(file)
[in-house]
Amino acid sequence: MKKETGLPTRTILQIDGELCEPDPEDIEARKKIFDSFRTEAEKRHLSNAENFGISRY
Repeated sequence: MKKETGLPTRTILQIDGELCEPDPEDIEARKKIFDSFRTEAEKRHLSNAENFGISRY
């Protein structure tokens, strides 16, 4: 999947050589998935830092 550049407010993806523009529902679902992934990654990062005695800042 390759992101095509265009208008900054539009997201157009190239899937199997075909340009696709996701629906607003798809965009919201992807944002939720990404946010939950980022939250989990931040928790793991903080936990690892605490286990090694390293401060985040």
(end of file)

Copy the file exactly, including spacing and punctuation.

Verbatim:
[in-house]
Amino acid sequence: MKKETGLPTRTILQIDGELCEPDPEDIEARKKIFDSFRTEAEKRHLSNAENFGISRY
Repeated sequence: MKKETGLPTRTILQIDGELCEPDPEDIEARKKIFDSFRTEAEKRHLSNAENFGISRY
């Protein structure tokens, strides 16, 4: 999947050589998935830092 550049407010993806523009529902679902992934990654990062005695800042 390759992101095509265009208008900054539009997201157009190239899937199997075909340009696709996701629906607003798809965009919201992807944002939720990404946010939950980022939250989990931040928790793991903080936990690892605490286990090694390293401060985040």